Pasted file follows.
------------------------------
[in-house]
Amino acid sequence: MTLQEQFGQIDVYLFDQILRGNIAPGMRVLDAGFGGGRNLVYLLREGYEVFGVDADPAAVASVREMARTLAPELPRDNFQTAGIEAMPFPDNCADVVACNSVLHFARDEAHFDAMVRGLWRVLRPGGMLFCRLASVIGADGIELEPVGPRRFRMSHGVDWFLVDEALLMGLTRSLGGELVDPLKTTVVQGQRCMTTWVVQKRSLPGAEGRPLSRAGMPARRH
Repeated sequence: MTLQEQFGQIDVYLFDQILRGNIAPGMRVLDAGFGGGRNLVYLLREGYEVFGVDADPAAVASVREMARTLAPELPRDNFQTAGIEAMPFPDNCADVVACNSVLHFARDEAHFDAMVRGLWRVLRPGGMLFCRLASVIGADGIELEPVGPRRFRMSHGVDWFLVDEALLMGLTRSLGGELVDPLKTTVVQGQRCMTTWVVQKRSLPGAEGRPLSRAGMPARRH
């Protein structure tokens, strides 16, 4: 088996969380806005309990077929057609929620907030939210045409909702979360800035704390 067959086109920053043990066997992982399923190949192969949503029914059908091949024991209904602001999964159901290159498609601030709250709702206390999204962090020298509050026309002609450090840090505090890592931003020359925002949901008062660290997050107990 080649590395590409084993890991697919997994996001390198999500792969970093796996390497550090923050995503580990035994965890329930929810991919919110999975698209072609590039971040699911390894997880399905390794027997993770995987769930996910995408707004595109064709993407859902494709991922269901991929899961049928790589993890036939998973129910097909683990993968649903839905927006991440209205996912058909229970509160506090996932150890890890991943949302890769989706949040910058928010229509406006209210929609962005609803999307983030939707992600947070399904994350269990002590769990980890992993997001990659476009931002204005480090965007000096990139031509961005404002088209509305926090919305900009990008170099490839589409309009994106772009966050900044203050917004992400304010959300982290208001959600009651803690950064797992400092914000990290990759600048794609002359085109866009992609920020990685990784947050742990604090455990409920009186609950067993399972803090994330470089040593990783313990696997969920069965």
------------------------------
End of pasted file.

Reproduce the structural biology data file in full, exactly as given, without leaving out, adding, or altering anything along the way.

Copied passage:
[in-house]
Amino acid sequence: MTLQEQFGQIDVYLFDQILRGNIAPGMRVLDAGFGGGRNLVYLLREGYEVFGVDADPAAVASVREMARTLAPELPRDNFQTAGIEAMPFPDNCADVVACNSVLHFARDEAHFDAMVRGLWRVLRPGGMLFCRLASVIGADGIELEPVGPRRFRMSHGVDWFLVDEALLMGLTRSLGGELVDPLKTTVVQGQRCMTTWVVQKRSLPGAEGRPLSRAGMPARRH
Repeated sequence: MTLQEQFGQIDVYLFDQILRGNIAPGMRVLDAGFGGGRNLVYLLREGYEVFGVDADPAAVASVREMARTLAPELPRDNFQTAGIEAMPFPDNCADVVACNSVLHFARDEAHFDAMVRGLWRVLRPGGMLFCRLASVIGADGIELEPVGPRRFRMSHGVDWFLVDEALLMGLTRSLGGELVDPLKTTVVQGQRCMTTWVVQKRSLPGAEGRPLSRAGMPARRH
């Protein structure tokens, strides 16, 4: 088996969380806005309990077929057609929620907030939210045409909702979360800035704390 067959086109920053043990066997992982399923190949192969949503029914059908091949024991209904602001999964159901290159498609601030709250709702206390999204962090020298509050026309002609450090840090505090890592931003020359925002949901008062660290997050107990 080649590395590409084993890991697919997994996001390198999500792969970093796996390497550090923050995503580990035994965890329930929810991919919110999975698209072609590039971040699911390894997880399905390794027997993770995987769930996910995408707004595109064709993407859902494709991922269901991929899961049928790589993890036939998973129910097909683990993968649903839905927006991440209205996912058909229970509160506090996932150890890890991943949302890769989706949040910058928010229509406006209210929609962005609803999307983030939707992600947070399904994350269990002590769990980890992993997001990659476009931002204005480090965007000096990139031509961005404002088209509305926090919305900009990008170099490839589409309009994106772009966050900044203050917004992400304010959300982290208001959600009651803690950064797992400092914000990290990759600048794609002359085109866009992609920020990685990784947050742990604090455990409920009186609950067993399972803090994330470089040593990783313990696997969920069965």